Spectral Reflectances and Commensurateness

William A. Sharp

Research output: Contribution to journalArticlepeer-review


Yablo has argued (1995) the received view in philosophy, that spectral surface reflectances (SSRs) are the causes of color-experience, is mistaken. SSRs, he says, are not commensurate with our experiences and so are not their causes. This motivated Yablo to posit sui generis, “unscientific” color properties to fill the resultant causal lacunae (cf. Watkins in Australasian Journal of Philosophy 83:33–52, 2005;Watkins in Philosophical Studies 150:123–137, 2010; Gert, in: Brown & Macpherson (eds) Routledge Handbook of Philosophy of Colour, Routledge, 2021). This move, I argue, only works if no physical posits commensurate with our experiences exist to fill the same lacunae. And there are, today, familiar such posits: dispositions to reflect long-, medium-, and short-wavelength light (Bradley & Tye in Journal of Philosophy 98:469, 2001; cf. Koenderink in Color for the Sciences, MIT Press, 2010). Moreover, these dispositions are commensurate with our cone and opponent-neural states too, those states, more than our color-experiences, demanding paradigmatically physical causes. The above, conjoined with the platitude that colors are the causes of color-experience, motivates reducing colors to the noted (physical) dispositions.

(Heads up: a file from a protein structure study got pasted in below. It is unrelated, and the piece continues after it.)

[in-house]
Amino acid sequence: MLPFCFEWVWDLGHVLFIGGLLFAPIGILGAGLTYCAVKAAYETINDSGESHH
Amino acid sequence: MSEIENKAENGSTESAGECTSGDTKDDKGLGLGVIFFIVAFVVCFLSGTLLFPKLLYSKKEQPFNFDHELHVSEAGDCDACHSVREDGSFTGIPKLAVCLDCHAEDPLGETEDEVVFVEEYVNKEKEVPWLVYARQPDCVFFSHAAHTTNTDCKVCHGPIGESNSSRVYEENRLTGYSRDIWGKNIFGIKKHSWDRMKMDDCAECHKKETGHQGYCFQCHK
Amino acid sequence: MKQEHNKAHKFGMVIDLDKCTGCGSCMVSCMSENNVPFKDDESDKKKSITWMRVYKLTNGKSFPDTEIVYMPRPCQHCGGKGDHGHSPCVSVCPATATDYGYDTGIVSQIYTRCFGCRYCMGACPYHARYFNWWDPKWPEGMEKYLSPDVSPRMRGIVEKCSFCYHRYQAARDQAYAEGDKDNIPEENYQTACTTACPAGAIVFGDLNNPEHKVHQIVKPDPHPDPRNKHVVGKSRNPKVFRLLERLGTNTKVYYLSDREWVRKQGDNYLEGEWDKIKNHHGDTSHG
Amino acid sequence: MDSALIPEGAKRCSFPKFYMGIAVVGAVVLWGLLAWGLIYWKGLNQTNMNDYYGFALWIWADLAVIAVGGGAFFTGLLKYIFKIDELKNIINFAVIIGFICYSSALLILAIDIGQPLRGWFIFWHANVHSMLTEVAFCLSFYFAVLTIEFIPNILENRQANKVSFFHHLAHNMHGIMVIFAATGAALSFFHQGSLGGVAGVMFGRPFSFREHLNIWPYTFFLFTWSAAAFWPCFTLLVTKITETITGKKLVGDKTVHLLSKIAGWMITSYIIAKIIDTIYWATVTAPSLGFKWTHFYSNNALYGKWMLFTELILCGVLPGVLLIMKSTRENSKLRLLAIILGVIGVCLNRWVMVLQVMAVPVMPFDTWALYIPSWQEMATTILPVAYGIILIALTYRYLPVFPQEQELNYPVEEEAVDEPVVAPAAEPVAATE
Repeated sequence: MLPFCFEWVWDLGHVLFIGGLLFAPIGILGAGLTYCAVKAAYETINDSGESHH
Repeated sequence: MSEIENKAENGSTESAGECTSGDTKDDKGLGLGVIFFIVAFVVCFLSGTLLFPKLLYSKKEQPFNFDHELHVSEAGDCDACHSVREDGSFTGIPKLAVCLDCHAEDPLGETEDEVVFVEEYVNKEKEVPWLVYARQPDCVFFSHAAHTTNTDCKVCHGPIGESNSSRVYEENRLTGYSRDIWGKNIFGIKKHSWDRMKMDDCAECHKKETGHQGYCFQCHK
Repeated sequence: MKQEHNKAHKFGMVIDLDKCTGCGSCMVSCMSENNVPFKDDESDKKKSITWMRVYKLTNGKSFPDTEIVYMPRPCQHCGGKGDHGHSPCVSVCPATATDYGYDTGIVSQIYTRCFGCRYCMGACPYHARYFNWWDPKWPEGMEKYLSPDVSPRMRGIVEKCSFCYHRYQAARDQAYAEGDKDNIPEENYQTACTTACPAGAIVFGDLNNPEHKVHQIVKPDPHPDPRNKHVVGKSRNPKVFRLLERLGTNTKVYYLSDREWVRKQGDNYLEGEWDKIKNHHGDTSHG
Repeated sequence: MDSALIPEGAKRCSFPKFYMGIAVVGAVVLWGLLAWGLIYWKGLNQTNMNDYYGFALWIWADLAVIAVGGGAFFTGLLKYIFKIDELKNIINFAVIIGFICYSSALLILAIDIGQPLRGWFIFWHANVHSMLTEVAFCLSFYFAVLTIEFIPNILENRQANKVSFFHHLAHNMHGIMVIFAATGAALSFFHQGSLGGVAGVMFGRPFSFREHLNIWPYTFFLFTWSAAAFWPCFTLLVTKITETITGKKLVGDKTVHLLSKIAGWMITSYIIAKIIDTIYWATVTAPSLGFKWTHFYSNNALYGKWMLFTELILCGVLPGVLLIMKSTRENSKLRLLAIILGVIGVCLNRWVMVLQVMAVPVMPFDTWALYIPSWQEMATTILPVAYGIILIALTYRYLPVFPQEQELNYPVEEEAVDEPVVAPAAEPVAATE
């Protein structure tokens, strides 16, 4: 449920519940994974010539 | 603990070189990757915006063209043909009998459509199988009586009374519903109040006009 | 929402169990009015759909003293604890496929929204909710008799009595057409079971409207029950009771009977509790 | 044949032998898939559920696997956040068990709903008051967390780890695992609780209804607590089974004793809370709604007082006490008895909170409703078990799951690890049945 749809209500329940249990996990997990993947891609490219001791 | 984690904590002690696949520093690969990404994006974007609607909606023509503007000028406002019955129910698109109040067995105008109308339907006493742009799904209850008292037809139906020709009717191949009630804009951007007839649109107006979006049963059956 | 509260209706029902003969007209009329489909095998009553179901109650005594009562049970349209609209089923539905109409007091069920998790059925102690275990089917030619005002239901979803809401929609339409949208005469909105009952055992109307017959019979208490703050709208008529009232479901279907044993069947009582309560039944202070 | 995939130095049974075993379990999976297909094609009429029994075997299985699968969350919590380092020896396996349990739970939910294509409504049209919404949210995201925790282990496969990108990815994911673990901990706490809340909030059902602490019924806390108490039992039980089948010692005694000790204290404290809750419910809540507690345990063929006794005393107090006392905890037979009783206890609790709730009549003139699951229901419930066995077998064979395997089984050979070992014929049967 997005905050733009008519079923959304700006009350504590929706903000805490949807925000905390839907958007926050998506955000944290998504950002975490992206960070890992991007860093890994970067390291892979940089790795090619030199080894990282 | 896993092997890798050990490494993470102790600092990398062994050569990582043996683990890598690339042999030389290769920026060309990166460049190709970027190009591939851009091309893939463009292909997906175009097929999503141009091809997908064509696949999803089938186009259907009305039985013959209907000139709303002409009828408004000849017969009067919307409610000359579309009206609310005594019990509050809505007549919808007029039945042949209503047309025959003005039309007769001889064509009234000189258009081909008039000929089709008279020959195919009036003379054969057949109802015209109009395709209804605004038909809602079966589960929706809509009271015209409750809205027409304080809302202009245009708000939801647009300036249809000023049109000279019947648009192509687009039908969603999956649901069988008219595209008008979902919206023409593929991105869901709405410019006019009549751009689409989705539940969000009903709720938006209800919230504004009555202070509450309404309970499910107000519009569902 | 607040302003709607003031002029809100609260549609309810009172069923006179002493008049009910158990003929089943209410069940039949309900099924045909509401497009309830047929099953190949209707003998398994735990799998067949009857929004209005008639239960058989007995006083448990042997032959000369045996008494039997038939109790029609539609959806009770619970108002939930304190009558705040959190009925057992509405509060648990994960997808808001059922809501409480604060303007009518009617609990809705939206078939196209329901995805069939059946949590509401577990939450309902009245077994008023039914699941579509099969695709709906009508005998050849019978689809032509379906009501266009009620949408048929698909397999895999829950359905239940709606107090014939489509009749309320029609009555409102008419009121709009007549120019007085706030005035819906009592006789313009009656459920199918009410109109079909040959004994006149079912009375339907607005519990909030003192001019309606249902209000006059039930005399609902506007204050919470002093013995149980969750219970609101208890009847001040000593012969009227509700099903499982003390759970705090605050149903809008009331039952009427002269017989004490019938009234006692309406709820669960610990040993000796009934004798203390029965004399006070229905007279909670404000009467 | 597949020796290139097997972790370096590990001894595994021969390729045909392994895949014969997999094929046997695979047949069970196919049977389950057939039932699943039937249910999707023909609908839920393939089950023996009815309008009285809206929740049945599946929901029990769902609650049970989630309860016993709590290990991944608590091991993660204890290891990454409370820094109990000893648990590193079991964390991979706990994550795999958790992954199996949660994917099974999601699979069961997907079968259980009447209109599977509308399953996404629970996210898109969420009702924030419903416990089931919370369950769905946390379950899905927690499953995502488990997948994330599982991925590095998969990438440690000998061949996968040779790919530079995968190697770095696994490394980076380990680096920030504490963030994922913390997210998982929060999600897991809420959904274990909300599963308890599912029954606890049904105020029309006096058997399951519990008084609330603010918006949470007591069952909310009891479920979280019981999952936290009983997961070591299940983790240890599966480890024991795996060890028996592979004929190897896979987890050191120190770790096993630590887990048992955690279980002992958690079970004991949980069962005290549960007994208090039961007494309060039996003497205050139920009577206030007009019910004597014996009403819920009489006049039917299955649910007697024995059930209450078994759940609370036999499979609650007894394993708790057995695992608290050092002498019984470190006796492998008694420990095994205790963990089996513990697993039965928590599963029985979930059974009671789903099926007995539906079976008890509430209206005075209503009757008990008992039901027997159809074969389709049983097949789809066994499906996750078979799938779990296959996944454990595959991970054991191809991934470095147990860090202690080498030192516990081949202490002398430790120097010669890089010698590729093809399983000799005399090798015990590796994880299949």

Original languageEnglish
StateAccepted/In press - 1 Jan 2023

ASJC Scopus subject areas

  • Philosophy
  • Logic


Dive into the research topics of 'Spectral Reflectances and Commensurateness'. Together they form a unique fingerprint.

Cite this